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The New York Times: Ivanishvili earned his money in a cutthroat environment
12:35 12.10.2012
Day News
Reporter Ellen Barry publishes an extensive article about Bidzina Ivanishvili in The New York Times. “Internet.ge” offers it invariably:  The New York Times: ‘More than 20 years since the dissolution of the Soviet Union, the West has become familiar with a wide variety of leaders to emerge in this space — Soviet apparatchiks, fierce nationalists, K.G.B.-trained strongmen — but Bidzina Ivanishvili, nominated Monday as Georgia’s next prime minister, does not resemble any of them, not even remotely.

Before last year, when Mr. Ivanishvili, a reclusive oligarch, vowed to topple President Mikheil Saakashvili, barely anyone knew what he looked like. The country’s richest man, Mr. Ivanishvili lived in a sealed environment of his own making, raising zebras, practicing yoga and amassing a $1.3 billion art collection from his palatial compounds, including one in the mountain village where he was born.

Western leaders had a year to get used to Mr. Ivanishvili, 56, as an opposition figure. But his first hours as a national leader set off alarm bells: Moments after Mr. Saakashvili had conceded defeat in parliamentary elections, Mr. Ivanishvili gave an acrimonious news conference in which he recommended that the president resign immediately, a year before his term ends. A day later Mr. Ivanishvili retracted his comment, suggesting that he had not been aware that it would set off a panic in Western capitals.

This political transition is no casual matter. The United States has sunk extraordinary resources into this small country, a pro-Western bastion on Russia’s southern border and a transit point for energy and military goods. Mr. Ivanishvili has such a scant track record in public life that it is difficult to know how he will handle decisions in the coming months, as Russia seeks to draw Georgia closer and as his followers call for punishing departing officials.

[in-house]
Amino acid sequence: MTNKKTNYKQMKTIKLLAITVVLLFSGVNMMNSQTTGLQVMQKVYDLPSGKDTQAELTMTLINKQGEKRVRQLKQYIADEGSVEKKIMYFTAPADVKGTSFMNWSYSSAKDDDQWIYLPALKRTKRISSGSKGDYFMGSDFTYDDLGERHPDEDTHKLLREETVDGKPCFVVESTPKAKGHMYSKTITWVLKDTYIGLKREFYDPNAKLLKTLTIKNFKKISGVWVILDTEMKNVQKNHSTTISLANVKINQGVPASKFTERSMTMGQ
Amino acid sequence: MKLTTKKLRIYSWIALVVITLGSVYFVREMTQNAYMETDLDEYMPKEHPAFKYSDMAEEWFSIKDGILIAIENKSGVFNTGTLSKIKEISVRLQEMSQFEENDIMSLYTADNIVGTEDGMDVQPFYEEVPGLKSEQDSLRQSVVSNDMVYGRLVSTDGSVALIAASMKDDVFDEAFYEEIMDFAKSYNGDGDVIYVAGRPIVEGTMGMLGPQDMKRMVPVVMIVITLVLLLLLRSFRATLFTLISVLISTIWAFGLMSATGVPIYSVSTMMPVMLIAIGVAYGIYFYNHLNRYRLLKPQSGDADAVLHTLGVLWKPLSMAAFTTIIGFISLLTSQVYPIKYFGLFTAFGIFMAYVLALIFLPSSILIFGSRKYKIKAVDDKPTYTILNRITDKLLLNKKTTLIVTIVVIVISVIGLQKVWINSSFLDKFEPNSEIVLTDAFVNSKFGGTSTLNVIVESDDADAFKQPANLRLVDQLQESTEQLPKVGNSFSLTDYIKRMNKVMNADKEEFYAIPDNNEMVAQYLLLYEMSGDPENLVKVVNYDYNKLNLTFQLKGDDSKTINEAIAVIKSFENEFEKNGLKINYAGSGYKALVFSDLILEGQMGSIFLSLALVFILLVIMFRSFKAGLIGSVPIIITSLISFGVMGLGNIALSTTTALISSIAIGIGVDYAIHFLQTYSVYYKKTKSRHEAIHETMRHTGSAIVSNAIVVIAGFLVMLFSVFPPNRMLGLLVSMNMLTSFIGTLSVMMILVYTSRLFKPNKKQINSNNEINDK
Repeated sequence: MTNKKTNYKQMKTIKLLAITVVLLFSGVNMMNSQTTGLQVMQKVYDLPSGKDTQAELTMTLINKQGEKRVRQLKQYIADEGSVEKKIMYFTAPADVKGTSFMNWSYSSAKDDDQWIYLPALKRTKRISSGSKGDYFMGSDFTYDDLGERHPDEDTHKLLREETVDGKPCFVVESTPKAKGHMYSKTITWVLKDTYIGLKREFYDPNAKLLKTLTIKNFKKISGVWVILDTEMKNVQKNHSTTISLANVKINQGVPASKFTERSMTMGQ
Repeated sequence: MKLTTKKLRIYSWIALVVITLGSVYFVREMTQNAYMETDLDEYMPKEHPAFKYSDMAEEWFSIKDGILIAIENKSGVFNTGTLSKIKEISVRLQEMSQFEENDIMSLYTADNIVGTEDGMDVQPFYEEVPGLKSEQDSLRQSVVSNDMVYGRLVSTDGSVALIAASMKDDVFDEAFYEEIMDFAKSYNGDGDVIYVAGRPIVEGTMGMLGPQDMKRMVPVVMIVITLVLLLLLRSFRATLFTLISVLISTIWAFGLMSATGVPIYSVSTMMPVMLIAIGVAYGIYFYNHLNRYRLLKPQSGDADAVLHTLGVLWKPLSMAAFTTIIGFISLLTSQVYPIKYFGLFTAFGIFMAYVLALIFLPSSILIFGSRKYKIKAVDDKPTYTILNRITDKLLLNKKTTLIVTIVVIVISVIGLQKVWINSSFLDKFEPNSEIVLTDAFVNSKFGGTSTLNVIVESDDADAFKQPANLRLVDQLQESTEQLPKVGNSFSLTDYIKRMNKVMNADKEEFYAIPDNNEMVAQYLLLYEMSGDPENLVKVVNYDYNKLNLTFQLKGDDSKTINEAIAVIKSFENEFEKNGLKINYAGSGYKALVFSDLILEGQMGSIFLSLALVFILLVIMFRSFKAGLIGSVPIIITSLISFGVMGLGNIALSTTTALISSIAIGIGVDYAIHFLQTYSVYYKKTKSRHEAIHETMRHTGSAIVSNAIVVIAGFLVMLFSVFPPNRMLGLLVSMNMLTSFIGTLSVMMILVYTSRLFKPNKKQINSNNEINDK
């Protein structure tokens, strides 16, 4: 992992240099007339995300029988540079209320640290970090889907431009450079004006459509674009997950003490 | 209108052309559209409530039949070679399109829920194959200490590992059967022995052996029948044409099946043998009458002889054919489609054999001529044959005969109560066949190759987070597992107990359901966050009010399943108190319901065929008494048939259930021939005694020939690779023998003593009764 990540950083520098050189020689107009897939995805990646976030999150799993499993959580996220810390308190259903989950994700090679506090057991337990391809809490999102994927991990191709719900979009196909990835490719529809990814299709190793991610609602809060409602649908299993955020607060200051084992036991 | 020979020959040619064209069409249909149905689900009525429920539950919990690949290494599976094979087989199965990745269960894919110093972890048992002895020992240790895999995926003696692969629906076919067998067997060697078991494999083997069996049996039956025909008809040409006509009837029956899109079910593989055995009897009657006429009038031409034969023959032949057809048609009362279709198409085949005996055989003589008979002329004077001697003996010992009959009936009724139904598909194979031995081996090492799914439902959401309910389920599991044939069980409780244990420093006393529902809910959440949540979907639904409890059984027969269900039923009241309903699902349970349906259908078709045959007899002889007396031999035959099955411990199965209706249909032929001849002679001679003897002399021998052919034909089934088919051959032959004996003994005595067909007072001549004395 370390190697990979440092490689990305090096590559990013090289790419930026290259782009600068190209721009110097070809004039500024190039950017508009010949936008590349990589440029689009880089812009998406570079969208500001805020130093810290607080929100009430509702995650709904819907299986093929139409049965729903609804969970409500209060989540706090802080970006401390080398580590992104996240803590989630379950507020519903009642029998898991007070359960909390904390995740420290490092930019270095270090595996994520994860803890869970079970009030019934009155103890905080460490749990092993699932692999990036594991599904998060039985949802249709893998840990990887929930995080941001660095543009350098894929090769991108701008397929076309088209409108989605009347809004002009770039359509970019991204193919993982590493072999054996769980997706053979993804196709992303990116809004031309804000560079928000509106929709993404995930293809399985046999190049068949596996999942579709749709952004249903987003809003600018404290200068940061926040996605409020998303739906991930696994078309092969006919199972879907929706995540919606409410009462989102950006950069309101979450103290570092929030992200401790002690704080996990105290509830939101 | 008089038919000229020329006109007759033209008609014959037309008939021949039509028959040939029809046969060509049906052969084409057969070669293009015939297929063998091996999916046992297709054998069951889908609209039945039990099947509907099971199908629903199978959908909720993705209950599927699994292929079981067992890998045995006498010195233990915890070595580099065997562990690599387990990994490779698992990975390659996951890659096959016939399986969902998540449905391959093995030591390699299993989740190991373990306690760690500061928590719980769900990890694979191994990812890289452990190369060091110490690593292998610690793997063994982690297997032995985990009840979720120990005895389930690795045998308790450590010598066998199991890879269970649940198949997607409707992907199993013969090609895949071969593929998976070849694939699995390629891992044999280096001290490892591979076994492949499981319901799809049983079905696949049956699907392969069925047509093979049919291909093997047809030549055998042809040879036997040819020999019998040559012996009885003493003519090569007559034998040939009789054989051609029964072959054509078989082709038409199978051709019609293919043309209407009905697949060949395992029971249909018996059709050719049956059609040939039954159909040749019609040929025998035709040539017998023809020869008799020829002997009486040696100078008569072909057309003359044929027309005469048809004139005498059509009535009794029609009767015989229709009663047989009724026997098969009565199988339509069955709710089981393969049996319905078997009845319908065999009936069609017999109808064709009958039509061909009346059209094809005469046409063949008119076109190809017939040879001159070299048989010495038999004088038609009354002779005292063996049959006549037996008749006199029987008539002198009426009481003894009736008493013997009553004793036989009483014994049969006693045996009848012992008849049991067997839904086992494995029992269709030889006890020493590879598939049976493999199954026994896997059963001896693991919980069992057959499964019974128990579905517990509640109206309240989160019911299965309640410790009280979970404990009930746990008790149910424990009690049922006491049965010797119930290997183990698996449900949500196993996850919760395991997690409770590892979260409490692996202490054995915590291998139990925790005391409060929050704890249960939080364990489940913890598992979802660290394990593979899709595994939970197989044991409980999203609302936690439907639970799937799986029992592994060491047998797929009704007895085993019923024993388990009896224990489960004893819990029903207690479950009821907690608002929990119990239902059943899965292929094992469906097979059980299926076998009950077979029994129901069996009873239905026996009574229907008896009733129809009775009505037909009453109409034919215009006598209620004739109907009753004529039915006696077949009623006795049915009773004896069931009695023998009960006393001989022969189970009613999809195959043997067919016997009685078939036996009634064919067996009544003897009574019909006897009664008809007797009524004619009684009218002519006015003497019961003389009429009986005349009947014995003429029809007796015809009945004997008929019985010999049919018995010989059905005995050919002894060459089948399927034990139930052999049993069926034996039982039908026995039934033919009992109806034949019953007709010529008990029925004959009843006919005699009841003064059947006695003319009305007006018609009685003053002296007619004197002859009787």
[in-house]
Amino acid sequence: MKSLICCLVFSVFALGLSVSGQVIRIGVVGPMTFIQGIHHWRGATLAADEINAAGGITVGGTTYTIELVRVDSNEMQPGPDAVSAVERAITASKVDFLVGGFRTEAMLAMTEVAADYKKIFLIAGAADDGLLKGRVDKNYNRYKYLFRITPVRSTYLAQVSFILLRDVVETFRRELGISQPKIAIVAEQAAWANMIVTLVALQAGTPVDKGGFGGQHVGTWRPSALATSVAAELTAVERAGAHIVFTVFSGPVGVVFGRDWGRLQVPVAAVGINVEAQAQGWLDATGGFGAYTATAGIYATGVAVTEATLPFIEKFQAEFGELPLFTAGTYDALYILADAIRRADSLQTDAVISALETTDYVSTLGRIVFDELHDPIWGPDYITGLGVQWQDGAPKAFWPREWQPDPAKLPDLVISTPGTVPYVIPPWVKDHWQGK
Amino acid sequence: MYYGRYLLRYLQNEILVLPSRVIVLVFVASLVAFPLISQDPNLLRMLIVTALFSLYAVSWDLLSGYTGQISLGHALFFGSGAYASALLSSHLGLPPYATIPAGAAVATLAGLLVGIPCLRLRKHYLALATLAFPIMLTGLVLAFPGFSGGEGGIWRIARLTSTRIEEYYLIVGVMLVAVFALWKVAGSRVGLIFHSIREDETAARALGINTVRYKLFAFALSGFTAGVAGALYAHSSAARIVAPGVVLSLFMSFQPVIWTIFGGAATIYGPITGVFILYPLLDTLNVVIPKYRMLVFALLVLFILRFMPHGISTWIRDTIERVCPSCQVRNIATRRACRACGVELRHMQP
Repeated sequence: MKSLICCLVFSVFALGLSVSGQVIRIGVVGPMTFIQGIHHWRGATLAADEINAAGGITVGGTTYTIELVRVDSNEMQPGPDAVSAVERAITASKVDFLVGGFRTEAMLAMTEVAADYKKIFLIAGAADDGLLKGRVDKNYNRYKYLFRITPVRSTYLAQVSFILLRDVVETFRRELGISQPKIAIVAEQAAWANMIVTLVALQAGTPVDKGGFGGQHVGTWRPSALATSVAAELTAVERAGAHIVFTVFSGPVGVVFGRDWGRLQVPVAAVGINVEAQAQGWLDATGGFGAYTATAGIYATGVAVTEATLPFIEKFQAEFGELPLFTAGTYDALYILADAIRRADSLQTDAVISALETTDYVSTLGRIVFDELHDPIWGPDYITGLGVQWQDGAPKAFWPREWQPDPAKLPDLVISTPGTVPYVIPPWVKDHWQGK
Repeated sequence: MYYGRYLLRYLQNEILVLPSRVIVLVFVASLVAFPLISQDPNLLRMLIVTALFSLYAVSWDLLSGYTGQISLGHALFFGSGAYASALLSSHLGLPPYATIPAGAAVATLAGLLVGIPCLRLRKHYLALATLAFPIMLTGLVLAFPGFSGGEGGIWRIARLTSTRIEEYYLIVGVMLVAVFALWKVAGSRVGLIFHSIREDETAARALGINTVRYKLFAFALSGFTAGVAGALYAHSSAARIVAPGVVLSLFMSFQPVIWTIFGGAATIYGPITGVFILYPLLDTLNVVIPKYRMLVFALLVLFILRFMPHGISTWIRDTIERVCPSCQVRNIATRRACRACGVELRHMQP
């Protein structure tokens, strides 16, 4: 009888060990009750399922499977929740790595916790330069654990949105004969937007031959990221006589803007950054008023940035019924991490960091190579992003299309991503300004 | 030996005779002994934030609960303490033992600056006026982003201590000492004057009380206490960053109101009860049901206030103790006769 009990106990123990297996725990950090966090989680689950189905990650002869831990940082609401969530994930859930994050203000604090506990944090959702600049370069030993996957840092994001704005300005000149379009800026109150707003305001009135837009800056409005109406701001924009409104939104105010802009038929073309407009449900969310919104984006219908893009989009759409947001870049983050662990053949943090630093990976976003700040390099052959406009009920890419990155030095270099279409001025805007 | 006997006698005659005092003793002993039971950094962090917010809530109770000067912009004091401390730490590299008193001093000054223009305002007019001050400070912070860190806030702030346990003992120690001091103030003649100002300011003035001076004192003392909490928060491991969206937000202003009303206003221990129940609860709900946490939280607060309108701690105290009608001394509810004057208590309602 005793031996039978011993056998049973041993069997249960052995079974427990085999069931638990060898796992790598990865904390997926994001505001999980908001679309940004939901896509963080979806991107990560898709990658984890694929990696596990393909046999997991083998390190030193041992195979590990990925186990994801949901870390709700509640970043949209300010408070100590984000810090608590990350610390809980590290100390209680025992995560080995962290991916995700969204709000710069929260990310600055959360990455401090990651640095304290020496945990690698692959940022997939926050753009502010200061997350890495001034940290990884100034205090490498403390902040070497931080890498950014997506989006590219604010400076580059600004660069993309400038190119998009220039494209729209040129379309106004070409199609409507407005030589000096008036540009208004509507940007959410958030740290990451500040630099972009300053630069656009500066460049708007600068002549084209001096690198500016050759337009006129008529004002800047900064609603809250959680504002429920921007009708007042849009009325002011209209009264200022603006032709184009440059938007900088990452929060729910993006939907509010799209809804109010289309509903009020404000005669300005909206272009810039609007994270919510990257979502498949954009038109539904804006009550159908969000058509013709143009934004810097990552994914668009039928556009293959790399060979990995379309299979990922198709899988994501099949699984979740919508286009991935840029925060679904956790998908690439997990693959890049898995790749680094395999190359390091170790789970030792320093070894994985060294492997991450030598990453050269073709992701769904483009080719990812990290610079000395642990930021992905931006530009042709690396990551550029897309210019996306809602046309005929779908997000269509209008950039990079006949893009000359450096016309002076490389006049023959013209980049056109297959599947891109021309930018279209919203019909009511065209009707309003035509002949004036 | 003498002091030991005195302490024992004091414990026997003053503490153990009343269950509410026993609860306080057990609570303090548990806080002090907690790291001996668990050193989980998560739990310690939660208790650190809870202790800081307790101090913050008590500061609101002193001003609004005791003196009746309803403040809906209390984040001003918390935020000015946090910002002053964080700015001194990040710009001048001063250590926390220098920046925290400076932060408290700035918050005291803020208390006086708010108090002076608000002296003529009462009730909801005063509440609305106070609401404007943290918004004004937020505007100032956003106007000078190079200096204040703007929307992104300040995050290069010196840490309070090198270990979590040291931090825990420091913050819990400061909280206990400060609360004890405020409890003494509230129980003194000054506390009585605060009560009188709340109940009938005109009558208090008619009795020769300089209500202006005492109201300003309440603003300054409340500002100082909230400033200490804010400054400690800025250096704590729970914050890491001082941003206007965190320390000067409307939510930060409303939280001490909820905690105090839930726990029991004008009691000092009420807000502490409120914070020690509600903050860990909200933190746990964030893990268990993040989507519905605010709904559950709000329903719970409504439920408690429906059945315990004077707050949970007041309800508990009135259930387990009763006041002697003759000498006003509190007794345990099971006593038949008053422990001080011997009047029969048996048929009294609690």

“My main feeling is that he’s a bit of a blank page, politically speaking,” said Thomas de Waal, an expert on the Caucasus at the Carnegie Endowment for International Peace in Washington. “He is a page with a lot of blank spaces, and he is prepared for a lot of people to write in policies in the blanks. It’s undeserved luck on the part of the U.S.”

Mr. Ivanishvili moved to Moscow in 1982 and returned to Georgia two decades later with a fortune made in the metals and banking industries that Forbes now estimates at $6.4 billion.

His success in Russia prompted rumors that his candidacy was being quietly backed by the Kremlin, and though no proof of this has emerged, much about his past is mysterious. Georgians came to know him gradually through his lavish, anonymous gifts: he paid for Tbilisi’s gold-domed cathedral, bought boots for the army and drenched his own village with free benefits.

Though he earned his money in a cutthroat environment, Mr. Ivanishvili appears soft-spoken and curiously unsophisticated. His first interviews with Western reporters yielded little sense of how he would govern, beyond removing Mr. Saakashvili, a former ally. A devotee of psychoanalysis, Mr. Ivanishvili would reflect on the struggle between the president’s conscious and unconscious minds, or say that Mr. Saakashvili “is not managing his character well” and “doesn’t understand what love is.”

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